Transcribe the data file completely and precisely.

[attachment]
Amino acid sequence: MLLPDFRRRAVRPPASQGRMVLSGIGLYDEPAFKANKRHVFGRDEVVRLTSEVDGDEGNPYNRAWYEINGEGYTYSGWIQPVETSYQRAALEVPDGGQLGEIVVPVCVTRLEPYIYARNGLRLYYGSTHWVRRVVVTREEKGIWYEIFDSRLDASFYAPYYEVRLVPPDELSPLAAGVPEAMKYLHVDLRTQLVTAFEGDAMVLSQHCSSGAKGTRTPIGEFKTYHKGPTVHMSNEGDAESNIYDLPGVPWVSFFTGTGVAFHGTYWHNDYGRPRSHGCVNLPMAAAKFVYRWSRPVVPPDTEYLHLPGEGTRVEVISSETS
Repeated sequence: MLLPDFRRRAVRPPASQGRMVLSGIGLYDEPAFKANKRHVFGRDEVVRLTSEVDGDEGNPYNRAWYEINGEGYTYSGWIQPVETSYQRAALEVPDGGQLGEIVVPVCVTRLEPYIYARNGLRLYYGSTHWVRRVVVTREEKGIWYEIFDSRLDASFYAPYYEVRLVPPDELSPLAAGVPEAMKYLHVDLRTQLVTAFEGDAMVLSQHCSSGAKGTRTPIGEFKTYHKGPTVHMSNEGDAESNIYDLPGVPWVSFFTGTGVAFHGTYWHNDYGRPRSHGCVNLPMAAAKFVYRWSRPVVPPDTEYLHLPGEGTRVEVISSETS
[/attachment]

Amino acid sequence: MLLPDFRRRAVRPPASQGRMVLSGIGLYDEPAFKANKRHVFGRDEVVRLTSEVDGDEGNPYNRAWYEINGEGYTYSGWIQPVETSYQRAALEVPDGGQLGEIVVPVCVTRLEPYIYARNGLRLYYGSTHWVRRVVVTREEKGIWYEIFDSRLDASFYAPYYEVRLVPPDELSPLAAGVPEAMKYLHVDLRTQLVTAFEGDAMVLSQHCSSGAKGTRTPIGEFKTYHKGPTVHMSNEGDAESNIYDLPGVPWVSFFTGTGVAFHGTYWHNDYGRPRSHGCVNLPMAAAKFVYRWSRPVVPPDTEYLHLPGEGTRVEVISSETS
Repeated sequence: MLLPDFRRRAVRPPASQGRMVLSGIGLYDEPAFKANKRHVFGRDEVVRLTSEVDGDEGNPYNRAWYEINGEGYTYSGWIQPVETSYQRAALEVPDGGQLGEIVVPVCVTRLEPYIYARNGLRLYYGSTHWVRRVVVTREEKGIWYEIFDSRLDASFYAPYYEVRLVPPDELSPLAAGVPEAMKYLHVDLRTQLVTAFEGDAMVLSQHCSSGAKGTRTPIGEFKTYHKGPTVHMSNEGDAESNIYDLPGVPWVSFFTGTGVAFHGTYWHNDYGRPRSHGCVNLPMAAAKFVYRWSRPVVPPDTEYLHLPGEGTRVEVISSETS